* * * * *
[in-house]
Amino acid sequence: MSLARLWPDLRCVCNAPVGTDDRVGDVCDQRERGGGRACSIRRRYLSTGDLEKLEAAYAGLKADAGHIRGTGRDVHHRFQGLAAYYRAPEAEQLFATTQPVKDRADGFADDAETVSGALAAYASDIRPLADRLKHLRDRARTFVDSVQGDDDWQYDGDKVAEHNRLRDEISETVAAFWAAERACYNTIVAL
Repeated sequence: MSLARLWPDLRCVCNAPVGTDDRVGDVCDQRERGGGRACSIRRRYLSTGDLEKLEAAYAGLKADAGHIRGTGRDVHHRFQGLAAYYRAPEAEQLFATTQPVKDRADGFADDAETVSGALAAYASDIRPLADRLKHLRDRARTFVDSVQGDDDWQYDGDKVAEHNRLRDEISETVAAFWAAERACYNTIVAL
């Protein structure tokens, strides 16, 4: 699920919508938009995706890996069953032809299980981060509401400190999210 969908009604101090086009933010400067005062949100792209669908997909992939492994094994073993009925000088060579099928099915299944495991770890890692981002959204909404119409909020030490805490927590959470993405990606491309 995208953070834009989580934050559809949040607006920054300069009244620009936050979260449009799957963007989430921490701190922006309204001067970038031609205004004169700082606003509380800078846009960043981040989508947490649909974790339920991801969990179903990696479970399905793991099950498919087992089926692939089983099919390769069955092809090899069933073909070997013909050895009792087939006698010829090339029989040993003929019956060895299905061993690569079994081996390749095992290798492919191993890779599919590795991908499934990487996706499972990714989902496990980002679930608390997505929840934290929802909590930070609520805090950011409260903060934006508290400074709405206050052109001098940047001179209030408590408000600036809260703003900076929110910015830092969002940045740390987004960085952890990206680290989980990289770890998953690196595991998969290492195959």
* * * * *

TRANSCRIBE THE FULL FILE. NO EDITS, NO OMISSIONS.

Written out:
[in-house]
Amino acid sequence: MSLARLWPDLRCVCNAPVGTDDRVGDVCDQRERGGGRACSIRRRYLSTGDLEKLEAAYAGLKADAGHIRGTGRDVHHRFQGLAAYYRAPEAEQLFATTQPVKDRADGFADDAETVSGALAAYASDIRPLADRLKHLRDRARTFVDSVQGDDDWQYDGDKVAEHNRLRDEISETVAAFWAAERACYNTIVAL
Repeated sequence: MSLARLWPDLRCVCNAPVGTDDRVGDVCDQRERGGGRACSIRRRYLSTGDLEKLEAAYAGLKADAGHIRGTGRDVHHRFQGLAAYYRAPEAEQLFATTQPVKDRADGFADDAETVSGALAAYASDIRPLADRLKHLRDRARTFVDSVQGDDDWQYDGDKVAEHNRLRDEISETVAAFWAAERACYNTIVAL
């Protein structure tokens, strides 16, 4: 699920919508938009995706890996069953032809299980981060509401400190999210 969908009604101090086009933010400067005062949100792209669908997909992939492994094994073993009925000088060579099928099915299944495991770890890692981002959204909404119409909020030490805490927590959470993405990606491309 995208953070834009989580934050559809949040607006920054300069009244620009936050979260449009799957963007989430921490701190922006309204001067970038031609205004004169700082606003509380800078846009960043981040989508947490649909974790339920991801969990179903990696479970399905793991099950498919087992089926692939089983099919390769069955092809090899069933073909070997013909050895009792087939006698010829090339029989040993003929019956060895299905061993690569079994081996390749095992290798492919191993890779599919590795991908499934990487996706499972990714989902496990980002679930608390997505929840934290929802909590930070609520805090950011409260903060934006508290400074709405206050052109001098940047001179209030408590408000600036809260703003900076929110910015830092969002940045740390987004960085952890990206680290989980990289770890998953690196595991998969290492195959």